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The Best Climbing Advice 12 Pros Have Ever Received

We asked 12 pros: What's the best piece of climbing advice you've received? Some of their answers are obvious, others are enlightening. But all are worthy considerations when out on the rock, plastic, or ice.

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Will Stanhope

“‘It’s OK to get scared, but never let yourself get gripped.’—Jonny Simms. There’s a critical distinction between being frightened (and still being able to make decisions), and being deer-in-the-headlights petrified, which is to be avoided at all costs. I’ll never forget that one.”

Chris Schulte

“You gotta want to do it.”

Chris Weidner

“Be learning-focused and curious about the process rather than being result-focused.”

Heidi Wirtz

“Always tie a knot in the end of your rope.”

John Dickey

“Don’t fall off the mountain. ”

John Glassberg

“‘Never Let Go!’ Didn’t Chris Sharma say that? Even if he didn’t, I still think about it a lot. I try and remind myself to try hard and fail rather than backing off or letting go. So many people just let go and give up. I guess it’s just easier to give up?”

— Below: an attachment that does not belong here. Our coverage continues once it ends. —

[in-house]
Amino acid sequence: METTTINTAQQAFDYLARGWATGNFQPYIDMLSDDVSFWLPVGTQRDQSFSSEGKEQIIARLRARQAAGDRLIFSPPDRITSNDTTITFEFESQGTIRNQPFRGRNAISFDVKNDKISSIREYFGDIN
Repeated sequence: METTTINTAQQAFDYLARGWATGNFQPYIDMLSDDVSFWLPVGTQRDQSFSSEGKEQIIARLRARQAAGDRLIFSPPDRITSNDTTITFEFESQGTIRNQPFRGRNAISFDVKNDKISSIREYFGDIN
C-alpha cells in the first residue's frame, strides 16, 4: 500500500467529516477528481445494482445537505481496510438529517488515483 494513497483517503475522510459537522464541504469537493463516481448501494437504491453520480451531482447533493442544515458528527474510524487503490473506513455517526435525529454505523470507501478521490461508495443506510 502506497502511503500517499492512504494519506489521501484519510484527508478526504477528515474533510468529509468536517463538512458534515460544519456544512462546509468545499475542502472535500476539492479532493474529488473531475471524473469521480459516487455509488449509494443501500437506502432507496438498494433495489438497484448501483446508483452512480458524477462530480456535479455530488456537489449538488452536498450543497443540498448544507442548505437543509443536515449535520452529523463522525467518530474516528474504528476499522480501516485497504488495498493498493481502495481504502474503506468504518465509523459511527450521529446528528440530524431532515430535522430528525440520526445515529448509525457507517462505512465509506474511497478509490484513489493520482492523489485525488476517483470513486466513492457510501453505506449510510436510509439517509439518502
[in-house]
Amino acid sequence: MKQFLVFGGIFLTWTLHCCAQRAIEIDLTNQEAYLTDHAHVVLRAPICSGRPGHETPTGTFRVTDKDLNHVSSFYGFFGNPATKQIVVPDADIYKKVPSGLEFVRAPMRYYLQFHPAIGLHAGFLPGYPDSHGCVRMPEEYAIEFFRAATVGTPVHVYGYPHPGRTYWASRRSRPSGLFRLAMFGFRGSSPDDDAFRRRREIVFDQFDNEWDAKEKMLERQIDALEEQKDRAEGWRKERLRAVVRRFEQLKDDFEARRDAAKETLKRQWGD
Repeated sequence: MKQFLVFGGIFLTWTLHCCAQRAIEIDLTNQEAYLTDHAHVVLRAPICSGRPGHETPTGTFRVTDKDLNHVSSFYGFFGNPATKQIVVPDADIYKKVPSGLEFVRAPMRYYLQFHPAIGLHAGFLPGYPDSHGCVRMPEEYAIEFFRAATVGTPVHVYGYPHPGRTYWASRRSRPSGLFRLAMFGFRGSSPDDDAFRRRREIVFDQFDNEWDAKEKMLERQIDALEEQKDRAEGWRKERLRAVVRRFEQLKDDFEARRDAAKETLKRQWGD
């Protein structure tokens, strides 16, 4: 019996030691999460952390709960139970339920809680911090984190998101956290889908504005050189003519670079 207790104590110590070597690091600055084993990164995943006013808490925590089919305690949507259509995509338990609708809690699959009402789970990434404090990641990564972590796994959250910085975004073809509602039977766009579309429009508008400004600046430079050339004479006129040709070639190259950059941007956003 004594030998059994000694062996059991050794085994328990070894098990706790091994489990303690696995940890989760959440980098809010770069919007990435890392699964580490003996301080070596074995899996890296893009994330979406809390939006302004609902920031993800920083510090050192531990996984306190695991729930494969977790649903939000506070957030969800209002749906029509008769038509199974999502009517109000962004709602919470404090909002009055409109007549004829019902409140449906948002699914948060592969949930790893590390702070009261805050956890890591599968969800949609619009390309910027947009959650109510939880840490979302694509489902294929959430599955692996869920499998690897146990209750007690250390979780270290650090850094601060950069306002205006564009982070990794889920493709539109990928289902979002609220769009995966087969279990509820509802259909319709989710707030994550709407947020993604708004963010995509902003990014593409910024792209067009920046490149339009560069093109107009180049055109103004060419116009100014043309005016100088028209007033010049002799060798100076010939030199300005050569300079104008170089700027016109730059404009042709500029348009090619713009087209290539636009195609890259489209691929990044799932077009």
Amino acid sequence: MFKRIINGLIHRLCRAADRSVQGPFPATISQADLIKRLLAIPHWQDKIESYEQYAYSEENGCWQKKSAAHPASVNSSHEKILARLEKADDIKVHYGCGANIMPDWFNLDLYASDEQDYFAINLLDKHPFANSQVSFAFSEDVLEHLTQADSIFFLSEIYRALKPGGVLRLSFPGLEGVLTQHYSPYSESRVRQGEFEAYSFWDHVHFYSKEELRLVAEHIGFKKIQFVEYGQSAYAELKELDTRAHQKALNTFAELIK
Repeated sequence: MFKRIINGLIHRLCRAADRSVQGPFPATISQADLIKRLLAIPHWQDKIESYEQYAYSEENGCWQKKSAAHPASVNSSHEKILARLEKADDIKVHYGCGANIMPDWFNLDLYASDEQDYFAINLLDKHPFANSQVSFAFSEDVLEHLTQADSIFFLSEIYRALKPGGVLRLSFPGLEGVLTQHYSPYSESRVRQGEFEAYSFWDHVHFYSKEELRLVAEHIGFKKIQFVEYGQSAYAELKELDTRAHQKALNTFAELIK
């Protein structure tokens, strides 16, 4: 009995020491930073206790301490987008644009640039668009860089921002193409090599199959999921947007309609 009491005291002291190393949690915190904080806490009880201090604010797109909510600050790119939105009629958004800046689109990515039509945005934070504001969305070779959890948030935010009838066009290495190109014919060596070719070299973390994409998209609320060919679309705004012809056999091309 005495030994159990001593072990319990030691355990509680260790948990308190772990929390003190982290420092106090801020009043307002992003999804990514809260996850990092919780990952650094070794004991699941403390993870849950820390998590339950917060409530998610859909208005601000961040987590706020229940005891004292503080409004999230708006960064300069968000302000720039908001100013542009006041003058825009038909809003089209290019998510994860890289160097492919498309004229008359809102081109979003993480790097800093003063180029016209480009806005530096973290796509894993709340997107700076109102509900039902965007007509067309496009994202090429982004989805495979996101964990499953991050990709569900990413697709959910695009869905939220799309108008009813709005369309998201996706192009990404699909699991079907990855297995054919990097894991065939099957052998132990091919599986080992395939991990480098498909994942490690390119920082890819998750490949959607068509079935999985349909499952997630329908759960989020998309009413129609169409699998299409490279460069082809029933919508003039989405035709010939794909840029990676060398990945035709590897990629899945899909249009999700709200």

Kai Lightner

“The best piece of advice that I’ve ever received is to not stress over things that I can’t control. When put in stressful situations, you must trust that the preparation and training you put into conquering your goals will work out in the end. You can’t control outdoor conditions, the routes that you get at competitions, or many other factors that determine your success in climbing—so it’s pointless to stress yourself out about it. Instead you should focus on enjoying the moment and doing your best.”

Matt Segal

“Enjoy it! At the end of the day if you’re not having any fun whats the point?”

Nina Williams

“One of my coaches always told me to ‘climb pretty,’ meaning execute every move with style and make it look good. I feel like that phrase helps define my movement to this day.”

Paige Claassen

“You have what it takes to do the route now, the only thing in the way is your mind and doubts.”

Jesse Huey

“There have been a few great pieces of advice that I have gotten from friends and climbers I looked up to. One was told to me as I was approaching a long multipitch that I really wanted to redpoint. My partner could tell I was nervous and looked at me and said, ‘It’s just a rock.’ At the time I thought it was a really weird thing to say, but then something stuck in that that really made sense. At the end of the day they are just rocks and all the noise in our heads is us and our egos. The second piece of advice that sticks with me is from Leo Houlding. I was nervous as hell sitting in El Cap Meadow before trying to free climb the Freerider in a day. Leo could tell I was nervous and came over and told me that the moves that were the most important, were the ones right in front of you. He then said make sure to remember to enjoy it. The next day I heeded his advice and really had one of the best days of my life.

Sonnie Trotter

“When in doubt, run it out.”